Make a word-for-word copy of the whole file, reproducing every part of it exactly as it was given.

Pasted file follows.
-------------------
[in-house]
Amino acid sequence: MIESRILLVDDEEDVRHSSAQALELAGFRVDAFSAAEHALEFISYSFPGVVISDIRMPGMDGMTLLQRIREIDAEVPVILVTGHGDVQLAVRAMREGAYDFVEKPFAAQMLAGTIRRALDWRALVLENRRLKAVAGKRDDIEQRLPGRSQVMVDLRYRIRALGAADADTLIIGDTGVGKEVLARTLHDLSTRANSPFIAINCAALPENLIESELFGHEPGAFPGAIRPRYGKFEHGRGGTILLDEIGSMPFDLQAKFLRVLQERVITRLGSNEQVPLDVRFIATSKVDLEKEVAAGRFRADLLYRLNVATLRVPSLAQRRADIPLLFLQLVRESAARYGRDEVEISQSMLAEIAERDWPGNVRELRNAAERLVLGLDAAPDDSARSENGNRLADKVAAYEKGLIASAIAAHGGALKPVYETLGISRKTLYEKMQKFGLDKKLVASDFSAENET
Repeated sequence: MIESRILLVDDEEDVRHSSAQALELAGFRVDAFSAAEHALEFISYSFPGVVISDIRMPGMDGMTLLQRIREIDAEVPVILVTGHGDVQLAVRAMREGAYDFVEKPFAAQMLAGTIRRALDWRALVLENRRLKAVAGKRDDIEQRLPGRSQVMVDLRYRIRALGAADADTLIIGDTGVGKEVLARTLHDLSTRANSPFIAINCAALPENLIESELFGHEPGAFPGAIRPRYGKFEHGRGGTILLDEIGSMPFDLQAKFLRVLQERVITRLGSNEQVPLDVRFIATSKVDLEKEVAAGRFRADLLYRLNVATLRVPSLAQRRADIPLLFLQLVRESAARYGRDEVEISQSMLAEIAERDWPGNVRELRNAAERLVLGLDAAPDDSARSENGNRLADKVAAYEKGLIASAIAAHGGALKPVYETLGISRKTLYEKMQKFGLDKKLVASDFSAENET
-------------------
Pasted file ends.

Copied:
[in-house]
Amino acid sequence: MIESRILLVDDEEDVRHSSAQALELAGFRVDAFSAAEHALEFISYSFPGVVISDIRMPGMDGMTLLQRIREIDAEVPVILVTGHGDVQLAVRAMREGAYDFVEKPFAAQMLAGTIRRALDWRALVLENRRLKAVAGKRDDIEQRLPGRSQVMVDLRYRIRALGAADADTLIIGDTGVGKEVLARTLHDLSTRANSPFIAINCAALPENLIESELFGHEPGAFPGAIRPRYGKFEHGRGGTILLDEIGSMPFDLQAKFLRVLQERVITRLGSNEQVPLDVRFIATSKVDLEKEVAAGRFRADLLYRLNVATLRVPSLAQRRADIPLLFLQLVRESAARYGRDEVEISQSMLAEIAERDWPGNVRELRNAAERLVLGLDAAPDDSARSENGNRLADKVAAYEKGLIASAIAAHGGALKPVYETLGISRKTLYEKMQKFGLDKKLVASDFSAENET
Repeated sequence: MIESRILLVDDEEDVRHSSAQALELAGFRVDAFSAAEHALEFISYSFPGVVISDIRMPGMDGMTLLQRIREIDAEVPVILVTGHGDVQLAVRAMREGAYDFVEKPFAAQMLAGTIRRALDWRALVLENRRLKAVAGKRDDIEQRLPGRSQVMVDLRYRIRALGAADADTLIIGDTGVGKEVLARTLHDLSTRANSPFIAINCAALPENLIESELFGHEPGAFPGAIRPRYGKFEHGRGGTILLDEIGSMPFDLQAKFLRVLQERVITRLGSNEQVPLDVRFIATSKVDLEKEVAAGRFRADLLYRLNVATLRVPSLAQRRADIPLLFLQLVRESAARYGRDEVEISQSMLAEIAERDWPGNVRELRNAAERLVLGLDAAPDDSARSENGNRLADKVAAYEKGLIASAIAAHGGALKPVYETLGISRKTLYEKMQKFGLDKKLVASDFSAENET